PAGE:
Time To Give Your Liver A Break After Lockdown?

With being stuck at home during the lockdown, with balancing working from home, homeschooling, and a global health crisis, it’s little surprise that many of us have turned to the drinks cabinet to help ease the uncertainty and worry.

Figures released from Alcohol Change UK revealed that over a quarter of Brits say that have drunk more than usual during the lockdown, and all that extra boxing is certainly not good for our health. Alcohol can increase the risk of developing liver disease and cause irreparable damage.


Why is the liver so important?

The liver, which is a large organ located in the right upper abdomen, performs over 500 vital tasks every day that is essential to our survival.

It filters out all the nasty toxins that enter our body through the food, drink, and medicines we consume. After being digested by the stomach and intestines, it is absorbed into our bloodstream and makes its way to the liver. The liver then knows to filter out the toxins, which we then excrete, or to keep the essential nutrients our body needs, releasing them back into the blood.


Alcohol can have a damaging effect

When we have drunk alcohol, the liver goes into overdrive to breakdown and filter out the alcohol so we can excrete it, but this process results in a chemical reaction that is bad for the cells of the liver, causing damage.

Consuming too much alcohol can trigger a build-up of fat which prevents the liver from performing its job.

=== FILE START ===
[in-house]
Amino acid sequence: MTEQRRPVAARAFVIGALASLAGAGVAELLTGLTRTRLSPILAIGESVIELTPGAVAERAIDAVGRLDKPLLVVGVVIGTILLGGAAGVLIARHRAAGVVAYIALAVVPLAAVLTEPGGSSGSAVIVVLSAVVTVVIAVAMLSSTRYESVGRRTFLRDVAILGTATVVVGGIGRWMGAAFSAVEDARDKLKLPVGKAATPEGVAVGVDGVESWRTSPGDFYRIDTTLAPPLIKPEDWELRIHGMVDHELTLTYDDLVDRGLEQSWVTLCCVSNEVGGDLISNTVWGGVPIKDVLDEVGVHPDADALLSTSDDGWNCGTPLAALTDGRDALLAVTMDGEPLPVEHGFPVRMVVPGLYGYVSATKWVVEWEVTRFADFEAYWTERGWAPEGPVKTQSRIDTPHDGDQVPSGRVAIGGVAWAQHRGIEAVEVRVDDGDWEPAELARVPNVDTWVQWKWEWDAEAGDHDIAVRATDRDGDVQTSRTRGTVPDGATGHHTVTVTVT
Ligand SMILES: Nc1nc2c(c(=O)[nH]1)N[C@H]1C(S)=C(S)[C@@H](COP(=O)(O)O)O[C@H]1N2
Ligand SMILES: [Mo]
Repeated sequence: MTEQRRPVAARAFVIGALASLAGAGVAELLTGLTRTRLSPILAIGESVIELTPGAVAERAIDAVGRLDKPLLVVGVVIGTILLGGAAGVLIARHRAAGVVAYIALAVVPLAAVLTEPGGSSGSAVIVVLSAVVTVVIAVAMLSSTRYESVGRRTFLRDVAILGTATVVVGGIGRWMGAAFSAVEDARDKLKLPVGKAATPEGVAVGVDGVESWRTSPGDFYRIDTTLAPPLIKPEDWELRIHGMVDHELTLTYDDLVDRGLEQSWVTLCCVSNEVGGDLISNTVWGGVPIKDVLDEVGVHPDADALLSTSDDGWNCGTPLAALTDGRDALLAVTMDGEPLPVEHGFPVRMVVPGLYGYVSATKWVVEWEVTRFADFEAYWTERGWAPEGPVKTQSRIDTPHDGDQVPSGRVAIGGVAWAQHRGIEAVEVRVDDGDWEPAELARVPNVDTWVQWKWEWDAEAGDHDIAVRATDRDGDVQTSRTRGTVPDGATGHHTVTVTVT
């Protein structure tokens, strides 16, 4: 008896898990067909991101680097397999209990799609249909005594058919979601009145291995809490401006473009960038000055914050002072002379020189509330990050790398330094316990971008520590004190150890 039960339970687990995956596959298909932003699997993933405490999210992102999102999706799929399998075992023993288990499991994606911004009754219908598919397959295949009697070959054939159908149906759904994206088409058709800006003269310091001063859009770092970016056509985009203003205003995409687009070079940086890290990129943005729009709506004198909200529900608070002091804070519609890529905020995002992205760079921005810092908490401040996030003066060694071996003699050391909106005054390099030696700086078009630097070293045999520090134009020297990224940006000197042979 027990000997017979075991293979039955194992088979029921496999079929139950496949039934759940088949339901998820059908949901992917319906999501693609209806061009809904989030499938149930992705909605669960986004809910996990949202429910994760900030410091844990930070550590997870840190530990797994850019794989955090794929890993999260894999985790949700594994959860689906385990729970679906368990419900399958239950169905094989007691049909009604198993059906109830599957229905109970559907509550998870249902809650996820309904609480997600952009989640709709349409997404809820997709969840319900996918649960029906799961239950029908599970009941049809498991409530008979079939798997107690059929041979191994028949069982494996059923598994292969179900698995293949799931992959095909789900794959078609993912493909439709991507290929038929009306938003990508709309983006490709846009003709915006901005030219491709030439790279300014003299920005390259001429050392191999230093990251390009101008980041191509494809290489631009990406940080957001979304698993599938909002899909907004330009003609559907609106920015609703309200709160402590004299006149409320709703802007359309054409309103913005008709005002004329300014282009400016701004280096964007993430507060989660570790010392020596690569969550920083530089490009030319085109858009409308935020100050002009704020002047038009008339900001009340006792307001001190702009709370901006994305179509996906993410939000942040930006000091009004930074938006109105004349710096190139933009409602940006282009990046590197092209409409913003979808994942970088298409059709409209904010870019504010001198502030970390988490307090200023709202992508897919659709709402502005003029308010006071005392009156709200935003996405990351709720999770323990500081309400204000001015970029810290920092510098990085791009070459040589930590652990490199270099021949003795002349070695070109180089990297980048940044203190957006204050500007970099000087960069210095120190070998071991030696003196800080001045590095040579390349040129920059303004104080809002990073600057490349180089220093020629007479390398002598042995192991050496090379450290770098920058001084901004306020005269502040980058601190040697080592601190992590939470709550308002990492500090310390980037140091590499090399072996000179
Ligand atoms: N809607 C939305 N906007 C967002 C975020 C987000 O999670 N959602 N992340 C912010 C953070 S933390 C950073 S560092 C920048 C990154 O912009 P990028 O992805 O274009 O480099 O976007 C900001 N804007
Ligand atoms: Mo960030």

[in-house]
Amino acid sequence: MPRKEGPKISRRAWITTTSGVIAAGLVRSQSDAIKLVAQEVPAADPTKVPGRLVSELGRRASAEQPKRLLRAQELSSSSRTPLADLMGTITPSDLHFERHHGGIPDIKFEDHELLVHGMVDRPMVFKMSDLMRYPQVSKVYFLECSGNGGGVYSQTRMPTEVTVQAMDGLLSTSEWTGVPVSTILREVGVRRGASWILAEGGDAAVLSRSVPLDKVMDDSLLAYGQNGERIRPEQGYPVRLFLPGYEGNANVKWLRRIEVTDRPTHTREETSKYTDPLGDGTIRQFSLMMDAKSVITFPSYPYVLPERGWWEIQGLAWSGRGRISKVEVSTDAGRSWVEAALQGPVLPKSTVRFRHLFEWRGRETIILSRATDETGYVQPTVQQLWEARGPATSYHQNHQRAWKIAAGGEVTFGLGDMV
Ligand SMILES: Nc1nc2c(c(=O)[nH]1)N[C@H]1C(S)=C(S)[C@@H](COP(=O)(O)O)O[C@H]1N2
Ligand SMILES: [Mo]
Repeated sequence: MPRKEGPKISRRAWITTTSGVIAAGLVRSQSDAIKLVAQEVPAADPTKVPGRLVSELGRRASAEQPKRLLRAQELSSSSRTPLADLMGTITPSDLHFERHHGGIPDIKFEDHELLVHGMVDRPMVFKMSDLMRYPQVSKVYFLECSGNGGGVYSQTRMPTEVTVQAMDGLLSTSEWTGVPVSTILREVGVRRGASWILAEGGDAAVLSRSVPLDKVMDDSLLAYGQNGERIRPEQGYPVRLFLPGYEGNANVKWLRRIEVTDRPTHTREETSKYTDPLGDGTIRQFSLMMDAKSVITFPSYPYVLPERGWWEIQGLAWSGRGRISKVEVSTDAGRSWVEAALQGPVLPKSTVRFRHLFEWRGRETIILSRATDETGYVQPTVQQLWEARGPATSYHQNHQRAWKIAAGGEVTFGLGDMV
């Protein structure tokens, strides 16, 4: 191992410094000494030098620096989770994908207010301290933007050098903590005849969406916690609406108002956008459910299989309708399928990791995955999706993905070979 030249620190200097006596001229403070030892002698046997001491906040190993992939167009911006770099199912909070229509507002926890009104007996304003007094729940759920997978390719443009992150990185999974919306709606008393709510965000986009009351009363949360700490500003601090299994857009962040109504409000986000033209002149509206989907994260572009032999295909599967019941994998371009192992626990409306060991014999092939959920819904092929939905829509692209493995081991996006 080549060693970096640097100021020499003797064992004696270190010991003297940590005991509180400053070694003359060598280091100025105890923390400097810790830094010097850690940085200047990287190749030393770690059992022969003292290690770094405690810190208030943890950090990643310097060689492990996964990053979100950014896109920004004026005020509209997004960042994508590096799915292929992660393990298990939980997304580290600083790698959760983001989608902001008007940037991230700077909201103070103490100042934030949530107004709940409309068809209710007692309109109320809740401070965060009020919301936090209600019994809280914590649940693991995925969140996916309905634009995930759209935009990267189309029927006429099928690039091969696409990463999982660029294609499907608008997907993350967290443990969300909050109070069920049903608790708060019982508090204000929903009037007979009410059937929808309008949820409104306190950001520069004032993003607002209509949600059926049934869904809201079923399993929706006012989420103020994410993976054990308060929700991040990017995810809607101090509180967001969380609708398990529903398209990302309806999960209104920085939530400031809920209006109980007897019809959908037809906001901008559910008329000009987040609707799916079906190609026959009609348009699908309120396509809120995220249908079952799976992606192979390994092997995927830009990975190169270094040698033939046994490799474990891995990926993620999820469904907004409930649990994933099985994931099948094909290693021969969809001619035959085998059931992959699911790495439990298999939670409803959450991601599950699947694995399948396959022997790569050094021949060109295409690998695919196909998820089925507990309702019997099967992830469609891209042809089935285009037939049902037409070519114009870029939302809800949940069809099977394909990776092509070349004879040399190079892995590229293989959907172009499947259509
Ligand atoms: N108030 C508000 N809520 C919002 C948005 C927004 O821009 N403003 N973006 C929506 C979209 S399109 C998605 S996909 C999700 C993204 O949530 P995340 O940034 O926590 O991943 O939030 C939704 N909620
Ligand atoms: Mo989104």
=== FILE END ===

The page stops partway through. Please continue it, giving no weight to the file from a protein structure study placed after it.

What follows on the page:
The conditions that damage the liver can also lead to cirrhosis, or scarring as the liver tries to repair itself. Over time, the scarring will lead to liver failure, which is a life-threatening condition.


How can I look after my liver?

Here are some top tips for supporting your liver health and reducing your risk of developing complications later in life.


Cut down on alcohol

Alcohol is the worst thing for your liver. Take a break from drinking alcohol at least three days a week to allow your liver to repair and renew. Aim to drink no more than 14 units a week, or cut out alcohol completely.


Eat a healthy diet full of antioxidants

Many dark berries, such as blueberries, raspberries, and cranberries, contain antioxidants called polyphenols, which may help protect the liver from damage. There are many other foods that are antioxidant-rich, such as ginger, goji berries, turmeric, basic, cumin, and coriander.



Obesity, particularly, abdominal or central obesity, is a major risk factor for developing fatty liver disease. With a little extra exercise, you can maintain a healthy weight and support your liver health. It is advised to get at least half an hour of regular exercise every day.


Protect your liver from viral infections

Always ensure you have up to date hepatitis A and B vaccinations before you travel abroad.

If you are planning on visiting a tattoo parlour or body piercing clinic, then always make sure they adhere to strict codes of hygiene and sterilisation.


Always practice safe sex

In conclusion, there’s nothing tricky about maintaining good liver health, it’s mostly about keeping a healthy lifestyle.

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